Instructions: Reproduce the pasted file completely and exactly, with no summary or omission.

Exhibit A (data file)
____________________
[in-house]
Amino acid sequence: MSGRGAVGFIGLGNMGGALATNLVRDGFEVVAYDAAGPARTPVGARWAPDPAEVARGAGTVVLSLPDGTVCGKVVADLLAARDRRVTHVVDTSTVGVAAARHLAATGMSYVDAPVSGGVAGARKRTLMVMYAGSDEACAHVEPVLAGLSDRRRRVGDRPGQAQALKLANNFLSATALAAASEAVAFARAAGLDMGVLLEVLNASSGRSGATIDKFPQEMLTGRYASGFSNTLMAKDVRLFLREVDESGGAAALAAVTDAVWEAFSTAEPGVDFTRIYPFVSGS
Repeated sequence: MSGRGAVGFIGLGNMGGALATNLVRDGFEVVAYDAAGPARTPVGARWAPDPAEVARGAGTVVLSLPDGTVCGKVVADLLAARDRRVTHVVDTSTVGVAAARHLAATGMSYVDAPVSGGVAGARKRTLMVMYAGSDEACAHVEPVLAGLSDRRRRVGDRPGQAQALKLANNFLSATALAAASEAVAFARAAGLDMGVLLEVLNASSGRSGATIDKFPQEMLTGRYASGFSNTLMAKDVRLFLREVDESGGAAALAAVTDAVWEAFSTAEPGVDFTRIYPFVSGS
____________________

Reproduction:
[in-house]
Amino acid sequence: MSGRGAVGFIGLGNMGGALATNLVRDGFEVVAYDAAGPARTPVGARWAPDPAEVARGAGTVVLSLPDGTVCGKVVADLLAARDRRVTHVVDTSTVGVAAARHLAATGMSYVDAPVSGGVAGARKRTLMVMYAGSDEACAHVEPVLAGLSDRRRRVGDRPGQAQALKLANNFLSATALAAASEAVAFARAAGLDMGVLLEVLNASSGRSGATIDKFPQEMLTGRYASGFSNTLMAKDVRLFLREVDESGGAAALAAVTDAVWEAFSTAEPGVDFTRIYPFVSGS
Repeated sequence: MSGRGAVGFIGLGNMGGALATNLVRDGFEVVAYDAAGPARTPVGARWAPDPAEVARGAGTVVLSLPDGTVCGKVVADLLAARDRRVTHVVDTSTVGVAAARHLAATGMSYVDAPVSGGVAGARKRTLMVMYAGSDEACAHVEPVLAGLSDRRRRVGDRPGQAQALKLANNFLSATALAAASEAVAFARAAGLDMGVLLEVLNASSGRSGATIDKFPQEMLTGRYASGFSNTLMAKDVRLFLREVDESGGAAALAAVTDAVWEAFSTAEPGVDFTRIYPFVSGS